Temporal Versus Eternal

It is useful in Christianity to make a distinction between things which live in time and those things which are eternal. The temporary things of this world seem very large to us now, but they are nothing compared to eternity. As a result, we are taught as a working principle that things temporal should become ended for the use of things eternal. "He is no fool if he would choose to give the things he cannot keep to buy the things he'll never lose." So it is that the rich are taught to be rich in good deeds, to be generous and share, not because money is evil but in this way they lay up for themselves in heaven riches. The point is, use what you have here to build what you want there.

There are some things which are both temporal and eternal. The most important category of these things is people. The human being is designed to live forever. Therefore, in our relations with each other we should see each other as eternal beings. For this reason, then, we want to be slow to anger and quick to forgive. If you like to hold a grudge, remember that you may have to do so through eternity — which is quite a bit longer than you had mind, I suspect.

Golden Rule

James refers to it as the "royal law." The immediate reaction we have is that this relates to Christ's authority as King of Kings. Interestingly, the meaning in the Greek is not nearly so clear. Apparently, James means several things by this expression:

·         This phrase can be interpreted as "a law fit to guide a king." This might be very applicable if we remember that we are to reign with Christ.

·         It can also mean a law that a king would choose. In other words, it is fitting for a king to pick this law and make it the law of his kingdom.

·         It can also mean that it is the king of laws.

Law of Liberty

For whoever keeps the whole law and yet stumbles in one point, he has become guilty of all. For He who said, "DO NOT COMMIT ADULTERY," also said, "DO NOT COMMIT MURDER." Now if you do not commit adultery, but do commit murder, you have become a transgressor of the law. So speak and so act as those who are to be judged by the law of liberty. For judgment will be merciless to one who has shown no mercy; mercy triumphs over judgment.

(James 2:10-13 NASB)

Law in the Early, Jewish Church

The early church in Jerusalem was confronted very quickly with the problem of instructions for the Gentile Christians. The question was, does a Gentile have to become a Jew first before he can become a Christian? They correctly found that the answer was no. But, that left them with the problem: just what should the Gentile Christian do?

This might not seem like much of a dilemma to you. But remember: to the Jew there is no such thing as a collection of laws, only "the law". You'd either kept the whole thing, or you are a complete sinner. This seemed to the Jewish Christian to be insurmountable. But within the Old Testament law there obviously lurks a principle. "Do not kill" is rather absolute; the animal sacrifices at the Temple are of a different magnitude. So it is that the early church felt its way towards what James called, "the law of liberty."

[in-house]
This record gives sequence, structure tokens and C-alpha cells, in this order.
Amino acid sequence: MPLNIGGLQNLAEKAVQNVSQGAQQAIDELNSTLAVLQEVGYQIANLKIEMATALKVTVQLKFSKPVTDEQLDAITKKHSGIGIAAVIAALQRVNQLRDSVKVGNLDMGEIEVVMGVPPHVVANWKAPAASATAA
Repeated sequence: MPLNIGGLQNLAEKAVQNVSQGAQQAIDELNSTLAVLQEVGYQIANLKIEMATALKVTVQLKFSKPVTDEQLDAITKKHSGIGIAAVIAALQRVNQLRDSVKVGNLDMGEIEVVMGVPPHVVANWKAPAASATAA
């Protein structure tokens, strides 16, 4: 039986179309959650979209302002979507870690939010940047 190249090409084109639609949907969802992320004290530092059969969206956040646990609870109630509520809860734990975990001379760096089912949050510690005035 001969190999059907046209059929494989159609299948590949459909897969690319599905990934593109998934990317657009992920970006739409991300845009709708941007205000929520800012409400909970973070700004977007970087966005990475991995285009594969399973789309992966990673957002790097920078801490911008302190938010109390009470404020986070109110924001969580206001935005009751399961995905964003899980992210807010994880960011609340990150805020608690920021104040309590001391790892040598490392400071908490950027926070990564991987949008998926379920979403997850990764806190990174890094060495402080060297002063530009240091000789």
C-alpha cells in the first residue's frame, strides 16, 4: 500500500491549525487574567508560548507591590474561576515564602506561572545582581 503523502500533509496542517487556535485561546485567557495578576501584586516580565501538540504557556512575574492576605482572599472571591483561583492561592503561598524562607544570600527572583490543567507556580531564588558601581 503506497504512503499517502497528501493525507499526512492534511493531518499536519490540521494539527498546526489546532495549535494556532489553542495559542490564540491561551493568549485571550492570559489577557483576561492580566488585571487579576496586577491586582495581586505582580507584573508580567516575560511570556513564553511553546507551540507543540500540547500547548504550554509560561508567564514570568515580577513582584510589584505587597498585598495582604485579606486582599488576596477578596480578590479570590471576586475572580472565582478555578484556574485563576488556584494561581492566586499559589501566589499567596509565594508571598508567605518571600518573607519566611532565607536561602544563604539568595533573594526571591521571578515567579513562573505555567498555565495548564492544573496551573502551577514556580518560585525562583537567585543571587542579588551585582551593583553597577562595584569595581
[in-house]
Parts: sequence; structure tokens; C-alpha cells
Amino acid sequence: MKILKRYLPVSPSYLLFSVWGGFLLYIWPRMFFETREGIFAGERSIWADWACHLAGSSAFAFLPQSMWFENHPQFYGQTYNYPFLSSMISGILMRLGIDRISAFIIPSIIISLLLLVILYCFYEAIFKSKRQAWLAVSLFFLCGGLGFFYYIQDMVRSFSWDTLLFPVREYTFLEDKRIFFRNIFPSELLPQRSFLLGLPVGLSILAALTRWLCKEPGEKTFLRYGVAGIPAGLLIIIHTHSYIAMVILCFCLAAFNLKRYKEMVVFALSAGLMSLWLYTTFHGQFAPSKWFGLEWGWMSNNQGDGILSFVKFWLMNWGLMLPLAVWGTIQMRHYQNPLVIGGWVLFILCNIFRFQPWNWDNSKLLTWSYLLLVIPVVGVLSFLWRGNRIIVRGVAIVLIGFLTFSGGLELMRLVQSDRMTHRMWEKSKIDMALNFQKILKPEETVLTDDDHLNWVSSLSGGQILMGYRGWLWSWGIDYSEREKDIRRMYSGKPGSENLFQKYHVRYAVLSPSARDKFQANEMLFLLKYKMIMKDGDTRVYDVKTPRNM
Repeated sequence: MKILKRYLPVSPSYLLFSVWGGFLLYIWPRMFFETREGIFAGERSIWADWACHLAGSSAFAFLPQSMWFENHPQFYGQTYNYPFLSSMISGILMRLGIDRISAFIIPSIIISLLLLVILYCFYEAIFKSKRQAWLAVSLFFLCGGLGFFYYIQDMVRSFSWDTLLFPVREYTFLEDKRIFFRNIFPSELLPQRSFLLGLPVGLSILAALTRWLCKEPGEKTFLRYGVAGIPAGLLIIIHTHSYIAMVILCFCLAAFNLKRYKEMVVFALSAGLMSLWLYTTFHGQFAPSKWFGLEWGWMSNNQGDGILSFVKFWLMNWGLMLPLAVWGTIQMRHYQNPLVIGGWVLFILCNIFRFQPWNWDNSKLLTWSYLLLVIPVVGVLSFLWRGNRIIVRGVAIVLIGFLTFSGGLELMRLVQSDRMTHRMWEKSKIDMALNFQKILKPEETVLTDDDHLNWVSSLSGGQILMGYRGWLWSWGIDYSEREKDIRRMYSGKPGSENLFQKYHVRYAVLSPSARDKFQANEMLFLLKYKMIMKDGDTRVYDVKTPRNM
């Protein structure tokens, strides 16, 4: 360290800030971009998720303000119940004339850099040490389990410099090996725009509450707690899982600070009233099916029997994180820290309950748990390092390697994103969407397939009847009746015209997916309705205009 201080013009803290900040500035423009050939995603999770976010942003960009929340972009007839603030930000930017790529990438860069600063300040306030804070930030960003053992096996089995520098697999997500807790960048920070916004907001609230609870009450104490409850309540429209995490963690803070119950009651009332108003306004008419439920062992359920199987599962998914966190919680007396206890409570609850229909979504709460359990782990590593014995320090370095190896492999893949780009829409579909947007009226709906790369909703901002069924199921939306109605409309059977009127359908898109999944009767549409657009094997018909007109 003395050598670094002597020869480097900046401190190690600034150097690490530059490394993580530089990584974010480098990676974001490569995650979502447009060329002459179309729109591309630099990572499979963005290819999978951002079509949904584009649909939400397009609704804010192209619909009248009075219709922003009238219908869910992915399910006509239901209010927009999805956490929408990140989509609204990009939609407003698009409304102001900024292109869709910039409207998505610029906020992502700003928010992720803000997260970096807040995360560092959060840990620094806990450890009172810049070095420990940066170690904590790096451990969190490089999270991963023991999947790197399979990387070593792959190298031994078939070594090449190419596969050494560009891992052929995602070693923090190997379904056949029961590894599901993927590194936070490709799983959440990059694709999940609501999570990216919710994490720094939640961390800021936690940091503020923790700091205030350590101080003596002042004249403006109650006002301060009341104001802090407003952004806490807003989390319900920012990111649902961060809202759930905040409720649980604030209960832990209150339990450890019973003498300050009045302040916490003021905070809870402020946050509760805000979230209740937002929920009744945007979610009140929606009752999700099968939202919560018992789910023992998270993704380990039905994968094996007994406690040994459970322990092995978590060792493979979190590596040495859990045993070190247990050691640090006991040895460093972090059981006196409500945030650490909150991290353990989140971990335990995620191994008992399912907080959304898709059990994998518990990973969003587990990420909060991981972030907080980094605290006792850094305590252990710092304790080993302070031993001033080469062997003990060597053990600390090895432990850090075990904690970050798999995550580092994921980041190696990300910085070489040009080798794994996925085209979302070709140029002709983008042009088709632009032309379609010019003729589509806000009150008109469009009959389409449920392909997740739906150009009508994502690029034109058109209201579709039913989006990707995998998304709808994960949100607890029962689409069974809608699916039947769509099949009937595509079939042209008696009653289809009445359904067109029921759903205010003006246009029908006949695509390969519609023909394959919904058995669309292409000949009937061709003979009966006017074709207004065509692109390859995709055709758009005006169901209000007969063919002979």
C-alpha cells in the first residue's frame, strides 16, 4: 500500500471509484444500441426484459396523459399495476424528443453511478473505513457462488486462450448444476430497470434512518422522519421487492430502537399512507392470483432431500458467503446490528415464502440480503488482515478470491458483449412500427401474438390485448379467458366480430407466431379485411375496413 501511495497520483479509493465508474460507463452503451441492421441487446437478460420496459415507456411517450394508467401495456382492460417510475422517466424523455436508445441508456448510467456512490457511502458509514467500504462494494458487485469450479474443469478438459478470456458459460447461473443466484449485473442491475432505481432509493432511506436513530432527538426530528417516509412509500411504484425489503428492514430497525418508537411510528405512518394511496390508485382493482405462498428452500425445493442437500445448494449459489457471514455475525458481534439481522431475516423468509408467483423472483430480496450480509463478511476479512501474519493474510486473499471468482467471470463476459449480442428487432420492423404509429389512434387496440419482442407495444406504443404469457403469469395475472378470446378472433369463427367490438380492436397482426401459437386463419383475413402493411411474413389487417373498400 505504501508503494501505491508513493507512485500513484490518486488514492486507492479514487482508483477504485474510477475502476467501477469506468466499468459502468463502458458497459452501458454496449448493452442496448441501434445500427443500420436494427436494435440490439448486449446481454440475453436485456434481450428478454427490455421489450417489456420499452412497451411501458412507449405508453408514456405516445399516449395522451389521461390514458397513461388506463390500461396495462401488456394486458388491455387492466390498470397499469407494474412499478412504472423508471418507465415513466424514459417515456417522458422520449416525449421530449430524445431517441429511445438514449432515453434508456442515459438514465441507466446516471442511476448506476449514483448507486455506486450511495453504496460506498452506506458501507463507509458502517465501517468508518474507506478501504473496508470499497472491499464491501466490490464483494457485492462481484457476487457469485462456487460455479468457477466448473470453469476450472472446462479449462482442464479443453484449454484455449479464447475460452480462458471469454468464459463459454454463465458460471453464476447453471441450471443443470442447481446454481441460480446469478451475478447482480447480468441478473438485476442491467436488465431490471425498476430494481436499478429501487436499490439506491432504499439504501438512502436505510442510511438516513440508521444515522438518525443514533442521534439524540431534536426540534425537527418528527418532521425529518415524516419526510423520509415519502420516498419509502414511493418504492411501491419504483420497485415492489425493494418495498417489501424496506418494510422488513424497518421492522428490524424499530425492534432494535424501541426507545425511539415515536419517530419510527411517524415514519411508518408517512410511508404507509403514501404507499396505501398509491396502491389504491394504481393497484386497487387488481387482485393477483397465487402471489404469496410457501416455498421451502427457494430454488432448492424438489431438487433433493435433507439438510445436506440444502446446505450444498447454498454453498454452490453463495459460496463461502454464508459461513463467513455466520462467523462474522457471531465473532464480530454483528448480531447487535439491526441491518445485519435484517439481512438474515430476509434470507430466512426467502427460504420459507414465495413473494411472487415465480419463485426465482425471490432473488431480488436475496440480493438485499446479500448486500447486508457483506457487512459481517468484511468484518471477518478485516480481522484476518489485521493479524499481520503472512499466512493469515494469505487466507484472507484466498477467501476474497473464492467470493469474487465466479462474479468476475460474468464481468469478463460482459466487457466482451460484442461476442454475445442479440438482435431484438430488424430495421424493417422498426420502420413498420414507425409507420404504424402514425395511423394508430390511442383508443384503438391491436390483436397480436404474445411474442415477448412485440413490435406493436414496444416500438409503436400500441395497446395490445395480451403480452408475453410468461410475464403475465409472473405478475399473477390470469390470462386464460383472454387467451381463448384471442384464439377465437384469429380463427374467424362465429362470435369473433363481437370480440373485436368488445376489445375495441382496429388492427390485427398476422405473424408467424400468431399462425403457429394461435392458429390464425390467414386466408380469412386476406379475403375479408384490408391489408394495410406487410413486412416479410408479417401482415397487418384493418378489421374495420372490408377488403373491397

Curb the Mind

The distinction is worked out rather gradually over the first 30 or 40 years of the church. Paul refers to the law as a "schoolmaster." The idea is that we were instructed by the Old Testament law, but now we've graduated. So whatever law replaces the Old Testament law must be therefore superior. One way in which it must be superior concerns legalism. If you spend your life looking for loopholes in God's law, something is wrong. But the law of liberty fixes this: the Old Testament law curbs the hand. The New Testament law curbs the mind.

How can this distinction be maintained? After all, the Jews had 1500 years of experience in trying to keep the old law. They failed, frequently. If you now substitute a law of the mind, would that not produce even worse behavior? Now you see the reason for the giving of the Holy Spirit. If we are to curb the mind and will of the Christian, we will need the mind and will of God. That's why the Holy Spirit indwells the Christian.

Judgment and Mercy

James now gives us an example of that new law. It concerns the yardstick principle: the idea that you are carrying about with you a yardstick for measuring other people. That yardstick is the one you use to measure yourself. God is just; therefore, he wants you to have only one yardstick. You're not supposed to have one for you and one for everybody else.

So what kind of yardstick do we have for ourselves? I don't know about you, but my yardstick holds that I should have a lot of mercy, I'm the life of the party and a wonderful friend be around with, and generally speaking just dancing my way into heaven. God, understanding my weaknesses, allows me to continue with this yardstick, making gentle corrections as we go. But the righteous God will insist that I have but one yardstick. He tells me to be fair; use the same yardstick both on yourself and others. This has the delightful effect of having a whole bunch of people around me who are wonderful friends, the life of the party, deserving of mercy. Even in mercy, God is just.

It is a reminder to us: blessed are the merciful, for they shall obtain mercy. If we want God's mercy triumph over God's judgment for us, we must permit our mercy to triumph over our judgment for others.